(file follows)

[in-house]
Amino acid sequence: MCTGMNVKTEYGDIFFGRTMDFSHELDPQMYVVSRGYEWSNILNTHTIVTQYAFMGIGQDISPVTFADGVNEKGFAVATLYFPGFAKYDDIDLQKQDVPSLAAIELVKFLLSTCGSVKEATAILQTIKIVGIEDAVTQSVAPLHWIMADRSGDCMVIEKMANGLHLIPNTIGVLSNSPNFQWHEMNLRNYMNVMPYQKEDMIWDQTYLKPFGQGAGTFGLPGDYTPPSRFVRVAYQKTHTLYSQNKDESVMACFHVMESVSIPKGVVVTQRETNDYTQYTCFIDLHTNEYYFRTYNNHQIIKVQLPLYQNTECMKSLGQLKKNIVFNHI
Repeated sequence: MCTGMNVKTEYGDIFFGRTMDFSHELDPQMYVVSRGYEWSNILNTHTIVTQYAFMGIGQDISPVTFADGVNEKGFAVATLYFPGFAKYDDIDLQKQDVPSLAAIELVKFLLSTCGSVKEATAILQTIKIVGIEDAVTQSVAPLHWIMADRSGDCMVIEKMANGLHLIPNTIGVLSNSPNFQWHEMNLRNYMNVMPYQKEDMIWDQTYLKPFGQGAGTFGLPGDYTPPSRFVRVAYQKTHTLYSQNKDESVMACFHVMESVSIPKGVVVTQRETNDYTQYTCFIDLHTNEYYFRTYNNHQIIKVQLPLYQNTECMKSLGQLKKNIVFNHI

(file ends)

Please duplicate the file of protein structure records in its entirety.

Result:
[in-house]
Amino acid sequence: MCTGMNVKTEYGDIFFGRTMDFSHELDPQMYVVSRGYEWSNILNTHTIVTQYAFMGIGQDISPVTFADGVNEKGFAVATLYFPGFAKYDDIDLQKQDVPSLAAIELVKFLLSTCGSVKEATAILQTIKIVGIEDAVTQSVAPLHWIMADRSGDCMVIEKMANGLHLIPNTIGVLSNSPNFQWHEMNLRNYMNVMPYQKEDMIWDQTYLKPFGQGAGTFGLPGDYTPPSRFVRVAYQKTHTLYSQNKDESVMACFHVMESVSIPKGVVVTQRETNDYTQYTCFIDLHTNEYYFRTYNNHQIIKVQLPLYQNTECMKSLGQLKKNIVFNHI
Repeated sequence: MCTGMNVKTEYGDIFFGRTMDFSHELDPQMYVVSRGYEWSNILNTHTIVTQYAFMGIGQDISPVTFADGVNEKGFAVATLYFPGFAKYDDIDLQKQDVPSLAAIELVKFLLSTCGSVKEATAILQTIKIVGIEDAVTQSVAPLHWIMADRSGDCMVIEKMANGLHLIPNTIGVLSNSPNFQWHEMNLRNYMNVMPYQKEDMIWDQTYLKPFGQGAGTFGLPGDYTPPSRFVRVAYQKTHTLYSQNKDESVMACFHVMESVSIPKGVVVTQRETNDYTQYTCFIDLHTNEYYFRTYNNHQIIKVQLPLYQNTECMKSLGQLKKNIVFNHI